Friday, August 29, 2008

Without the benefit of an octopus.


Removed from the wallpaper existence of near anonymity for the first time since basic introductions before those I did not fully know so well here at the dinner party, I motioned slightly, with my glass, toward the speaker at the head of the table, and it was regarded well enough as an appropriate enough response to whatever question or statement had either been asked of me, or made of me. In truth I hadn't heard a word of it, only I knew that the conversation had ebbed my way and that the eyes of all in attendance awaited some sort of reply. So I raised my glass, and it did follow that the entire table concluded with the same, and smiles appeared both warm and with grave sincerity. Those seconds were sparks of joy to me. But such dark sparks. My gesture was taken in amiably, with curt nods and moments' glances. And just like that, the attention flowed back in the direction of the head of the table. Such fast, dark sparks of fleeting light.

Sipping very lightly from the pint glass, wishing I could just find it in me to make use of this night and drink with the effortlessness of celebration, I lowered my head. To either side of me sat dozens of guests. It was a rather longish table, probably the largest in the house. This dining area was one flight up from a smaller one, the usual one; the one I remember from years now past. Apparently the way things had been going, since my abrupt departure so long ago, were indeed fine. How poorly thought of me to have put myself into the position I had. In every respect, I held my eyes closed for a bit, still not quite comprehending the cheerful words that filled the air, but just breathing easily of the aroma of food that had not been prepared inside of a large, filthy tin vat.

With little delight I stared at my plate. How remote this blessed plate looked to me, how much of a teasing glance every minute seemed as it ticked away. Dinner, the food itself, I mean, would be only moments away now from over. In such freedom, and such ease, people did not take care to eat slowly, but filled themselves with a rival energy just sort of haste, in due preparation for the drinks that would inevitably follow so hotly on these aromatic heels. Then would come the hours and hours of drink. I craved it, but feared it all the same, as it would signify the succession of time. At this table, yes, we'd all still be sitting for another few hours yet. If all went well.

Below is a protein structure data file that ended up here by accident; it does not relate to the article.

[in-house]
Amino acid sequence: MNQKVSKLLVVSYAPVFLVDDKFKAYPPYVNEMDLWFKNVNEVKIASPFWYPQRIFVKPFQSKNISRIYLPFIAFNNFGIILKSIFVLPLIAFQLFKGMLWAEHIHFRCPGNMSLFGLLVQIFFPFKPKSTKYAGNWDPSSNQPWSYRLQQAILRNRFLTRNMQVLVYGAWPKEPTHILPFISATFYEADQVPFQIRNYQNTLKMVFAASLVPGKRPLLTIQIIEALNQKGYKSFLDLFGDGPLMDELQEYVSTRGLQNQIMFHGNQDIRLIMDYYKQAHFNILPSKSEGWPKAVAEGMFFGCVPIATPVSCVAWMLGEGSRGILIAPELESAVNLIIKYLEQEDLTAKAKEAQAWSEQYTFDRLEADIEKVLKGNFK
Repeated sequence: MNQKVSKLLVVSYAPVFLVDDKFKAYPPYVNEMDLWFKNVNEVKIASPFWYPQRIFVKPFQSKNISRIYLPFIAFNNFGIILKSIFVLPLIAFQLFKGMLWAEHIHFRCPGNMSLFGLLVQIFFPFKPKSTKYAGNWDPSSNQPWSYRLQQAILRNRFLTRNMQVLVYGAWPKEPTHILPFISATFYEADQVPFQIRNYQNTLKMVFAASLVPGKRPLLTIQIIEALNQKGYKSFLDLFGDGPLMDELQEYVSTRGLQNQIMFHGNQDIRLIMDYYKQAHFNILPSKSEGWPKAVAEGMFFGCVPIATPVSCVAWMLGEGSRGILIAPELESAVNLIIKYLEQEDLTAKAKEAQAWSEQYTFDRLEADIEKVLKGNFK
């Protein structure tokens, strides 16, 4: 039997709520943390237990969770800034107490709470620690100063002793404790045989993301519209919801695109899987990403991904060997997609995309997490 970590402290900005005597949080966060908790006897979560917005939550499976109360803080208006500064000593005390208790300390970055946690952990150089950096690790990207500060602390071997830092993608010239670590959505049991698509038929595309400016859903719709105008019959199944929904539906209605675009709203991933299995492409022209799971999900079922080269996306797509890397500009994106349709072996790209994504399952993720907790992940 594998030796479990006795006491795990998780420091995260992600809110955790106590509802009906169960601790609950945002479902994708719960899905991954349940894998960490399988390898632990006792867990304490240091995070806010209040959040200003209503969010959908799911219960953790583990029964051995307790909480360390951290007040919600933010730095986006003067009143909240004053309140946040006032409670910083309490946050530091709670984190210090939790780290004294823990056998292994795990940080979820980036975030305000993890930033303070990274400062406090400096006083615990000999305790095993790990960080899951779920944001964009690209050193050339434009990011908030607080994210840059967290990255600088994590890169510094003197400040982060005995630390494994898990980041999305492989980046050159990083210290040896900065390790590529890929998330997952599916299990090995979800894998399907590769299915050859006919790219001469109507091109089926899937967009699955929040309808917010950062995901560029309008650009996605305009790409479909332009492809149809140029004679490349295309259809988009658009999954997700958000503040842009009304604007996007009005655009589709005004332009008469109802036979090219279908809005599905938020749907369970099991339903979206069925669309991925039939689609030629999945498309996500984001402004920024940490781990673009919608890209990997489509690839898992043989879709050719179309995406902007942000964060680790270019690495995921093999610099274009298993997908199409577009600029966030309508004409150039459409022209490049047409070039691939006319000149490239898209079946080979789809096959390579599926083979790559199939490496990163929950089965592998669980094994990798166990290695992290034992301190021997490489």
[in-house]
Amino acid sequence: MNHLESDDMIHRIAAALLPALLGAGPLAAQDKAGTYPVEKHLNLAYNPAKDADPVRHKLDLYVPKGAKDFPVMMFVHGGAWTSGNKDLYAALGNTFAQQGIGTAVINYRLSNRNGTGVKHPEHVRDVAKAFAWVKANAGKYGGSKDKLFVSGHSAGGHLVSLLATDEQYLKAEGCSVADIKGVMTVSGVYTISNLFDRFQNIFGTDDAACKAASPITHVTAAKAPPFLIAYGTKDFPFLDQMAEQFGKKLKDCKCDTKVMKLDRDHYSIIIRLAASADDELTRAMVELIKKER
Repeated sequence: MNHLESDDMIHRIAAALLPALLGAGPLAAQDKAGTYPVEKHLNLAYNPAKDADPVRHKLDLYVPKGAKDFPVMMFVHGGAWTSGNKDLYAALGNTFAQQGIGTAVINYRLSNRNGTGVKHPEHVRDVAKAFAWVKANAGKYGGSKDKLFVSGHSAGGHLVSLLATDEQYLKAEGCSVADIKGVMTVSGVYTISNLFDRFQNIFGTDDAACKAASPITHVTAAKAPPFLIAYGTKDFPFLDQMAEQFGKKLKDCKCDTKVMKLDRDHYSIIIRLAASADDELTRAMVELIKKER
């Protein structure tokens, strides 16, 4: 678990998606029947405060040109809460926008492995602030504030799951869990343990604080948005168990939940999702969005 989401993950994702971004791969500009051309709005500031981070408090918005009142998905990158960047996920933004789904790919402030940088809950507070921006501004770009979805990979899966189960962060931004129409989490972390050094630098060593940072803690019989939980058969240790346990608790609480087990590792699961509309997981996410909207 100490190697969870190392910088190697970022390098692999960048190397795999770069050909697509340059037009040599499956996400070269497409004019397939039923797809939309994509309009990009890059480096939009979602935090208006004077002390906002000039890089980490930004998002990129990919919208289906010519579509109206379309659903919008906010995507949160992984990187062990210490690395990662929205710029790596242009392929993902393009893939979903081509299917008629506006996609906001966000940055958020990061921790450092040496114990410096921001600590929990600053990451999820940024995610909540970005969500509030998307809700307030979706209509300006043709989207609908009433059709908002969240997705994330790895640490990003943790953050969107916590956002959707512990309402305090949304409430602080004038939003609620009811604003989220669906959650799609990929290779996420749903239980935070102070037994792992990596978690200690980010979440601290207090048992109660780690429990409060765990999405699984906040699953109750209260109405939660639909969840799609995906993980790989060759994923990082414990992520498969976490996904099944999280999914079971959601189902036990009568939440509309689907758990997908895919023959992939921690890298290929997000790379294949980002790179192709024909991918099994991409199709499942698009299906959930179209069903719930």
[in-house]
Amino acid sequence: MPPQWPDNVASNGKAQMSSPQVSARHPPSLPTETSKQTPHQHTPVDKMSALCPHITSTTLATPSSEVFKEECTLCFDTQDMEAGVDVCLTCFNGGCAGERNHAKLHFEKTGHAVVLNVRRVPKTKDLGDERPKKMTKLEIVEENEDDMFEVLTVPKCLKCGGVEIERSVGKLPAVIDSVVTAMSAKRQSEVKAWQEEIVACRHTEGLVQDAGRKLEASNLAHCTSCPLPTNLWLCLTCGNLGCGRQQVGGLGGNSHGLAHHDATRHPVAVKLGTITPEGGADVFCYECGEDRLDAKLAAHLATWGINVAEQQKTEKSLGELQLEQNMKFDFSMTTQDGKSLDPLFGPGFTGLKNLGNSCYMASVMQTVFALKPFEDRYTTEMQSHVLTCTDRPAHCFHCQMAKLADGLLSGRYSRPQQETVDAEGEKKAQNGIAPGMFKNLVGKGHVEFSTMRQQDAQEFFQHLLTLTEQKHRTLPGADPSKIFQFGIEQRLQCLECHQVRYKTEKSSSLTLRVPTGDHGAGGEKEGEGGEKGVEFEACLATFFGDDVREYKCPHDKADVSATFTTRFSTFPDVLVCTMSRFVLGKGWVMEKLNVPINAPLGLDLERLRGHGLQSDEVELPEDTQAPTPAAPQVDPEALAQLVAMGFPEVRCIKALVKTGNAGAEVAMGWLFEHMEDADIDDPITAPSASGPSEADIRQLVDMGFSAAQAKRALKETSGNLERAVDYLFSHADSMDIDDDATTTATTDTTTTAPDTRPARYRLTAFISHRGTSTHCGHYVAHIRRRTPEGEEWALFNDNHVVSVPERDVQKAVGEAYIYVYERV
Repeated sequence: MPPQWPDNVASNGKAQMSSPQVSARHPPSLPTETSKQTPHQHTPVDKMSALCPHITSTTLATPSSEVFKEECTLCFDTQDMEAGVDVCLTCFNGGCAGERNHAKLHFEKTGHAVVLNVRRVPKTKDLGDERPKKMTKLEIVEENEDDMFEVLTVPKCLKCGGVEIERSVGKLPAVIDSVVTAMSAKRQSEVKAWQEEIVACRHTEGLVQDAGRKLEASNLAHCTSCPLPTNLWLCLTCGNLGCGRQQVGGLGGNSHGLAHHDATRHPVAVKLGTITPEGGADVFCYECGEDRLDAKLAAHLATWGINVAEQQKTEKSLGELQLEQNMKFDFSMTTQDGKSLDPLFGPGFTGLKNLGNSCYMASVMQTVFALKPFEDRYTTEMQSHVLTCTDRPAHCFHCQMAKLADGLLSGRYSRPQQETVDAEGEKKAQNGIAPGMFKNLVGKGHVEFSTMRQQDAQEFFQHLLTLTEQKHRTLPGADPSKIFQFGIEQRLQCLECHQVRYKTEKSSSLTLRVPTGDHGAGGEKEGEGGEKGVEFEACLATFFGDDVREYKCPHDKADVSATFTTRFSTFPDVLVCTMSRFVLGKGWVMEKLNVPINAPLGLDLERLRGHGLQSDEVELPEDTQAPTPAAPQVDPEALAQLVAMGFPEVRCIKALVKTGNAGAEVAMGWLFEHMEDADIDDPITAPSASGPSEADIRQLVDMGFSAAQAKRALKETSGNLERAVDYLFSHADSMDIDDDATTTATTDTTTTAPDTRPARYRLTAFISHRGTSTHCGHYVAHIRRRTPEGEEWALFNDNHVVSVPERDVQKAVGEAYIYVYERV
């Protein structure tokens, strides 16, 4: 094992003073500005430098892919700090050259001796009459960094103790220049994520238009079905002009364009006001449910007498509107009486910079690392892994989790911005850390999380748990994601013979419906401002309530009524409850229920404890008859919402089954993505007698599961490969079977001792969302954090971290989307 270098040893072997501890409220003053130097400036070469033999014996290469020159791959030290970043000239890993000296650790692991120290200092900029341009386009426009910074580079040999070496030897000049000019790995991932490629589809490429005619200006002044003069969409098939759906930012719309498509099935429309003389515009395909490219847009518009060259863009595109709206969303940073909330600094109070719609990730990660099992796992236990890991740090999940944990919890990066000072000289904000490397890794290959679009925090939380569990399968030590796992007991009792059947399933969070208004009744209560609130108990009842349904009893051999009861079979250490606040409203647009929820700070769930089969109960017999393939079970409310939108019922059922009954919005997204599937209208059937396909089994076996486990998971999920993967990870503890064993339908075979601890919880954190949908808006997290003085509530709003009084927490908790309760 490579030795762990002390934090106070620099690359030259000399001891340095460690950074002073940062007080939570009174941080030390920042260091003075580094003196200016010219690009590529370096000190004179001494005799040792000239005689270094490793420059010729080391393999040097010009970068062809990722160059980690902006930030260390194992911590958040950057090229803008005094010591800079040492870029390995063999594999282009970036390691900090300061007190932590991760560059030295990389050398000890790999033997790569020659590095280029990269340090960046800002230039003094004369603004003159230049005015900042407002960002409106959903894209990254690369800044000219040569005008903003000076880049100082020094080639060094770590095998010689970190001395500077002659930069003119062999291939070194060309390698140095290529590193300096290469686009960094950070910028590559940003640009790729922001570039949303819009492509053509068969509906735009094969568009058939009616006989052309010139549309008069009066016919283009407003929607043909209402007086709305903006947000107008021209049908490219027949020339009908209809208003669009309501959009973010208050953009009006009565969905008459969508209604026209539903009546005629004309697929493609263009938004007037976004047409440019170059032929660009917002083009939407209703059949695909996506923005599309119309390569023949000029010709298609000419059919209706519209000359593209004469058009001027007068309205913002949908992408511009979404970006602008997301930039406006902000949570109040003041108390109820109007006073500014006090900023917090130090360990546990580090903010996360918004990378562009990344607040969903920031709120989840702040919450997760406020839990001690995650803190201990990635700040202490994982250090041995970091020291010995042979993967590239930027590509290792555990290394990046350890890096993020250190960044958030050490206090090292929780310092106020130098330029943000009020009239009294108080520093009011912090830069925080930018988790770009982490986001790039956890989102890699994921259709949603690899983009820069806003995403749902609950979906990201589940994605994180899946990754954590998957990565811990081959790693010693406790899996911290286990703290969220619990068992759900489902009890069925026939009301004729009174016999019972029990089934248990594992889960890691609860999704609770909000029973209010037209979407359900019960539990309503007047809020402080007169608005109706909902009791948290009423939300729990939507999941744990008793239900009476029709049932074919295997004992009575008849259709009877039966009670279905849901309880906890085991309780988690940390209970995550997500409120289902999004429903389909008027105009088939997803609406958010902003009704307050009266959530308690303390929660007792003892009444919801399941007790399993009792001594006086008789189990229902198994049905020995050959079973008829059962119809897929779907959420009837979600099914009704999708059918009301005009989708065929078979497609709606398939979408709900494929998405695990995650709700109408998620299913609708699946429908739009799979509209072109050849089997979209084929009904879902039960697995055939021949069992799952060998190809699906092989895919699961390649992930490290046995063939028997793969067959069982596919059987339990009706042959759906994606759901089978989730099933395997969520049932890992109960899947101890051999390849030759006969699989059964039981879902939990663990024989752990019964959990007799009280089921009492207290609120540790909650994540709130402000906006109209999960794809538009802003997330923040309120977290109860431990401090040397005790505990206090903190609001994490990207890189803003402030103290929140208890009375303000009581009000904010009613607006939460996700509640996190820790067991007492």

Murmurs arose suddenly, and then a crickets' hymn of applause, so gentle that it might not have been heard if one were positioned in the next room over with a pint glass held between the ear and the wall. And then the sounds of knives and forks and soup spoons took hold. There was a glorious attempt at restraint, but it lasted the snap of a finger, and then it was over with, and mouths were filled with the luxuries sent from the angel employed here as a chef. All the while I sensed a great dread in me.

As soon as dinner was officially over, I reminded myself, there may be police waiting for me, to replace the act of sleep with that of arrest. Dear God, it might even happen before this dinner could conclude. The very thought seized my stomach so as to prevent me from enjoying the provisions set before me. It would be horrible; I would be searched, stripped of my possessions and shoved into the heartless gray cell from which I'd sprung just days previous. Or worse, perhaps . . . into a worse cell yet, some damp hovel ever filthier. In the reflection from the pint glass, my silhouette seemed so harmless. I could not place myself into a position of acceptance. Not yet. I had to do something.

If I'd have known three years ago what I do now, I don't believe I'd have mixed myself up in the business that I once did. There is something to be said about a comfortable suit that actually fits you, the feel of the room abuzz not with the harrowed moans of the disquieted but with the spirited glow of enchantment, and of course, a quiet, respectful dinner, void of tears and admonishments. I raised my glass again, without thinking, and others cheered too.

My only thought was of my eventual return -- the very certain final return -- to that bitter house of Hell that I'd sneaked out of by sheer force of bribery and, with even more force when it came to such things, the use of knives.

Nobody stays out for long, though, do they? I raised my glass a third time, and it was received with questioning looks on the faces of both those who knew me and those who did not. But of course, this was a celebration, so mouthfuls were swallowed, glasses were raised for the third time at my behest, and the room clinked glasses. Cheers.